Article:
In my youth (many, many, many years ago), one of my grandparents’ favourite ports of call for a celebration meal was a Berni Inn.
These, for those too young to remember, were a chain of steak houses which were very popular in the 60s and 70s. Berni’s staple offering was prawn cocktail, whitebait or pâté to start, followed by a steak which required a seriously evil looking knife to cut (with half a grilled tomato and a mushroom and chips) and then finishing off with a black forest gateau or sherry trifle (with obligatory synthetic cream tasting like shaving foam).
All of this was washed down (probably) with a pint of Watney’s Red Barrel or, if you were feeling fancy, a bottle of red wine (vinegar).
My grandparents loved them, my parents loathed them. I was too young to really care.
Since those long distant days, sadly my grandparents are gone and (not so sadly) so are Berni Inns as a chain. Steak houses are much more sophisticated these days with the likes of Hawksmoor (please come to Cardiff) and Goodmans in London cooking good quality meat properly (all you need to do steak wise).
It is hotly disputed between me and my friend, Rachel, as to which is best. I am in the Hawksmoor camp, she the Goodmans. As, however, she likes her fillet steak (only cut she will order and the most boring in my opinion) cooked medium to well done (i.e. ruined) I think her views should be discounted in their entirety when it comes to steak. I have told her she may as well be eating a shoe and the chef is probably weeping, at the waste of good meat, each time her order to nuke it comes in.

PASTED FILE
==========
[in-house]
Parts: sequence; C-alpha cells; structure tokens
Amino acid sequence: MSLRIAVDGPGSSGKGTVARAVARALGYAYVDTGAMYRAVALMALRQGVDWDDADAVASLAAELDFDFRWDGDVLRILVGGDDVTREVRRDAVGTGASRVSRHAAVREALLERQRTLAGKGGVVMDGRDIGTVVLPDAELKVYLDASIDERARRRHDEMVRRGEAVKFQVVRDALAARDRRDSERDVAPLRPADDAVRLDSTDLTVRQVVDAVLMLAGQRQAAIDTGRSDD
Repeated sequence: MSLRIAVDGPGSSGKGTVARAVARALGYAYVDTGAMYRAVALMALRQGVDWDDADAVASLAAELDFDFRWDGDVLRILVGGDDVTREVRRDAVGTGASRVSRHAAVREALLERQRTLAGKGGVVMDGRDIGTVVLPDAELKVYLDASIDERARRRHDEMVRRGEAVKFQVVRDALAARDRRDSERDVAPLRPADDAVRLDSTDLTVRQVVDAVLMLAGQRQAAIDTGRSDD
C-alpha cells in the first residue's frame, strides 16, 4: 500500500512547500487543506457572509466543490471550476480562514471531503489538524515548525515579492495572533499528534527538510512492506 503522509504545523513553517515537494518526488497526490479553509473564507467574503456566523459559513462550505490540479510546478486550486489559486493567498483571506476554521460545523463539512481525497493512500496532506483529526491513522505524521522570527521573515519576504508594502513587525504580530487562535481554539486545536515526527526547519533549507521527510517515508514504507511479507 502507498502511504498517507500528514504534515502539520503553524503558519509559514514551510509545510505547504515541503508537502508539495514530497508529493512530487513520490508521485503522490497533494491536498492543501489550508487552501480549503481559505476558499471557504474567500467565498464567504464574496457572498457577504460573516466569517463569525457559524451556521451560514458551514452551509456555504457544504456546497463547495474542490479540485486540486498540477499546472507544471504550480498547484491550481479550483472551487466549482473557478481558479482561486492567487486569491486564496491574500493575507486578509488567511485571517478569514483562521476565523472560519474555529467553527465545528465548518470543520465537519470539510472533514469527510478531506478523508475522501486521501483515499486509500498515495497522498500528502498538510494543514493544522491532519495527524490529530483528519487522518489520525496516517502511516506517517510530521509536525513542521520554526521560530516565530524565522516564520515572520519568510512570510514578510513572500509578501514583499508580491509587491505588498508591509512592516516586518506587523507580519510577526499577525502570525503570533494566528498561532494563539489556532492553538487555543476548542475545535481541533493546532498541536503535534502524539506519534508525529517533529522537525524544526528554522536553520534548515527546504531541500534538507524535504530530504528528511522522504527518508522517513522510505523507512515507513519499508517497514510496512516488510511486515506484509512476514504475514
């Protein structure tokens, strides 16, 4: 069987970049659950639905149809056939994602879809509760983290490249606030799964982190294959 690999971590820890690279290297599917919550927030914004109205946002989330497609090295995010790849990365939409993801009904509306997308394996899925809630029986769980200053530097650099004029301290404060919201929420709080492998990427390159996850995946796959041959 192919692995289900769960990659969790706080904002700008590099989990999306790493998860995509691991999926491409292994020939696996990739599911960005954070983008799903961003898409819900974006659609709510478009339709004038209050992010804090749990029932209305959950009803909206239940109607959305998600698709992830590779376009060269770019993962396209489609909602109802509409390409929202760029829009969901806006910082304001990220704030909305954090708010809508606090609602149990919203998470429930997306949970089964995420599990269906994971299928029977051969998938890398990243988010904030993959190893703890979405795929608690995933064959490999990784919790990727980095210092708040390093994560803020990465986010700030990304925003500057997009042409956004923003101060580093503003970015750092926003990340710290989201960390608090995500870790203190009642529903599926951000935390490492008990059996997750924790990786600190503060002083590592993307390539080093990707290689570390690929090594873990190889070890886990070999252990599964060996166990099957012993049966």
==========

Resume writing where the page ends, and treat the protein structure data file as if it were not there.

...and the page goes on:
Cardiff is perhaps a little bit behind the curve in terms of embracing the vogue for steak houses (I am discounting the likes of Charlestons, where I have only ever been when I was too drunk to see, like alone taste, the food), but we do now have Pier 64 in Penarth and in the City centre, amongst others, Steak of the Art and Miller & Carter.
Having already blogged about Steak of the Art, Miller & Carter (“M&C”) was the chosen venue for a lads work day lunch (having been blown out by J for the umpteenth time the week in question), with its offering of a one course (£7.95) or two course “fixed” price (£10.95) daytime menu.
More on the not so fixed nature of this later.
Well it is a big old unit that is for sure, sitting in the whole of the ground floor of what use to be the Habitat on the Hayes (plus a mezzaine floor).
Inside, it is quite American steak house. Banquettes, booths stripped brickwork – that sort of thing. Quite nice I thought.
The prices on the al a carte being a bit rich for our blood (for a week day lunch at least),
we all ordered from the limited fix price menu (available Mon – Thurs. noon til. 6.30pm and Fri.and Sat. noon til 5pm).
Nice touch, the big chip on the side of the pot!
The person who ordered it said it was alright in a half hearty way and admitted he wished he had passed on a starter, like the rest of us. It looked very oily to me.
In terms of mains, as the place’s strapline is “For the love of steak”, I was only ever going to have the steak, with the only steak on the “fixed” price menu being “steak frites”.
Very annoyingly, this had attached to it a £2 supplement. I have moaned about this (which I regard as sharp) practice in the past (see the post on the otherwise good Côte) and cannot for the life of me see how a minute steak can validly attract a 25% plus supplement, when on the same menu neither a sea bass fillet nor a lobster club sandwich do! Just because it is a steak does not mean you can automatically bump up the price.
The fact that M&C sells itself as a steak house compounds the sin (in my eyes) as they are bumping up the price of their stock in trade dish. I don’t like it and it is unnecessary when you look at the base cost of other dishes on the menu that lack a supplement.